Question about hell


#1

So, I’ve got a question about hell. I’ve been told all my life that hell is the place where all people go who don’t accept Christ, and I still believe that, but I’ve also been told that it is an eternal torture for them too, even if they never were in a place where they never heard about Jesus. I’ve heard that some believe hell is not an eternal place, but where sinners are destroyed or annihilated, which seems infinitely more merciful. What do you guys think?

If you can, please provide answers with scriptural references that represent Catholic teaching.


#2

The bit about being annihilated is a JW thing.

I’m sorry, I know the answers to your questions, but my feeble mind is not working very well right now. And I have a horrible headache.


#3

No, unfortunately, the reality is that Hell is a tormenting place forever, just like heaven is wonderful and beautiful and not-boring, forever. One thing that many theologians explain is that people go to Hell who WANT to go. They DON’T want to go to Heaven because they do not want Good, and God is good, and they do NOT WANT to be there.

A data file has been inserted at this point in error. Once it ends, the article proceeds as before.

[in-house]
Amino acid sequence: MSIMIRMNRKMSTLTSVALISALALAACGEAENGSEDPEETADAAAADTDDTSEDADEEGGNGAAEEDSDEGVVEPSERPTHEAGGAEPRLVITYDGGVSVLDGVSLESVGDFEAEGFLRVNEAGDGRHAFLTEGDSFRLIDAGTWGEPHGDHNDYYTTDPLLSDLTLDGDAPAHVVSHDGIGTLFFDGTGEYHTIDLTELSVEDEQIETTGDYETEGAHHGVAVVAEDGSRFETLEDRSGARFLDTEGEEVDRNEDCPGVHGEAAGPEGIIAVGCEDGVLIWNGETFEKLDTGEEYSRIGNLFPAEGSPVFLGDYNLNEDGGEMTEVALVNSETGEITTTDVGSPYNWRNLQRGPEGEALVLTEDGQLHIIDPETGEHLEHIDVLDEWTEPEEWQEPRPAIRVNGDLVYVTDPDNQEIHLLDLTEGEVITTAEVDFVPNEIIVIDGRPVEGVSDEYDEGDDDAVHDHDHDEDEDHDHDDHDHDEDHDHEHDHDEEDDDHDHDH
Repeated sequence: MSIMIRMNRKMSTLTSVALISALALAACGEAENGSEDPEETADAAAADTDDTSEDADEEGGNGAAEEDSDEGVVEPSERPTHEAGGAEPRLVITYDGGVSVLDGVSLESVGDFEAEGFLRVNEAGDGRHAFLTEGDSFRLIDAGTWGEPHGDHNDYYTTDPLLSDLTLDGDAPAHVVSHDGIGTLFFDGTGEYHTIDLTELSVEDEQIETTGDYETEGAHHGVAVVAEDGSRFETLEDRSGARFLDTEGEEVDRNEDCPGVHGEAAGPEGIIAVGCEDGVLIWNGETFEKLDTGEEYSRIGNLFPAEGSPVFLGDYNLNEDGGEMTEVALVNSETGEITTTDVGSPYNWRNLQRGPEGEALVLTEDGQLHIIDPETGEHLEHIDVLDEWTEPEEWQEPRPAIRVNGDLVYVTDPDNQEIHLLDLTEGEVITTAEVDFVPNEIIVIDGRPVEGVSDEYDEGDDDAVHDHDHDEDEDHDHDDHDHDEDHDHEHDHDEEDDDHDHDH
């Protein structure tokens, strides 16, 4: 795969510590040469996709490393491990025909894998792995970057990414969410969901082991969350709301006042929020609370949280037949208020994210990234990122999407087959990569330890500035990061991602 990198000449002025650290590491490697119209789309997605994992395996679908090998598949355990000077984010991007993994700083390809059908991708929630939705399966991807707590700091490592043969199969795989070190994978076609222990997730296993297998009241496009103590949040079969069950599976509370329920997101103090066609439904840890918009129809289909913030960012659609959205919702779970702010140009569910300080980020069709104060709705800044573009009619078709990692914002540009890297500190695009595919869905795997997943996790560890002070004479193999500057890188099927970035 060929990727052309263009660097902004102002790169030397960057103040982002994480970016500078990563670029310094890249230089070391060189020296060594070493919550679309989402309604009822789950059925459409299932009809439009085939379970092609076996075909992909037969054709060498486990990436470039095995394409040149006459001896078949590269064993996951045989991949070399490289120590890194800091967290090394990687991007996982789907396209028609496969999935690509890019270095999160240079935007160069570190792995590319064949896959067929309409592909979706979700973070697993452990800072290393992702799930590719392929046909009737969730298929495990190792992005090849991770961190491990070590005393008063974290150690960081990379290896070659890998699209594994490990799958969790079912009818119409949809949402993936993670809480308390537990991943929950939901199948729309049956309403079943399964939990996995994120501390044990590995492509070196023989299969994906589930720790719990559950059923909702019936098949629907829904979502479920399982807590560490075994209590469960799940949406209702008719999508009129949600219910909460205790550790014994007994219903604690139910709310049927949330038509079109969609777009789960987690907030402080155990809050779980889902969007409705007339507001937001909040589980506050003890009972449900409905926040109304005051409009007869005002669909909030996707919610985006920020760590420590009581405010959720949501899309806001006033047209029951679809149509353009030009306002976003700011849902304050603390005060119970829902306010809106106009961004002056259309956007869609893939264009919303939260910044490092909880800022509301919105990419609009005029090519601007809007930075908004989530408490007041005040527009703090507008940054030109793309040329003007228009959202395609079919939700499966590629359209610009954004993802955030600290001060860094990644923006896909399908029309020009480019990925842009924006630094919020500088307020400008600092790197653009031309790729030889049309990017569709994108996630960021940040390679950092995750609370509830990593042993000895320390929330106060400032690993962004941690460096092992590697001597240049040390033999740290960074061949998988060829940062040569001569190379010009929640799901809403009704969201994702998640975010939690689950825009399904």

So you are Heaven-bound or Hell-bound when you die, but lots of the Heaven-bound go to Purgatory first, to learn the lessons of love they did not learn on earth.

Another thing to keep in mind is that God is merciful. Remeber that especially in this yer of mercy. :slight_smile:

I think God’s mercy is especially evident in this little booklet “Heaven Speaks to Those Who Have Rejected God” from Direction for Our Times. This comes from an Apostolate under the authority of its local Bishop, who has a priest assigned to it. It is private revelation, so we are not required to believe it, however, whether one believes it or not one can be sure that nothing is written that goes contrary to ANY teaching of our Catholic faith, because, besides being under the jurisdiction of the local bishop, all works were submitted to the Vatican Congregation for the Doctrine of the Faith for formal examination prior to publication.

So, that booklet above “To Those who have Rejected God”] is what Heaven says to atheists. And we all know those! And what Jesus says to these is very merciful, as you can see. God does not want anyone going to Hell, so He gives them every, every chance. And he also relies on us to speak the truth to them, and to live our lives in truth.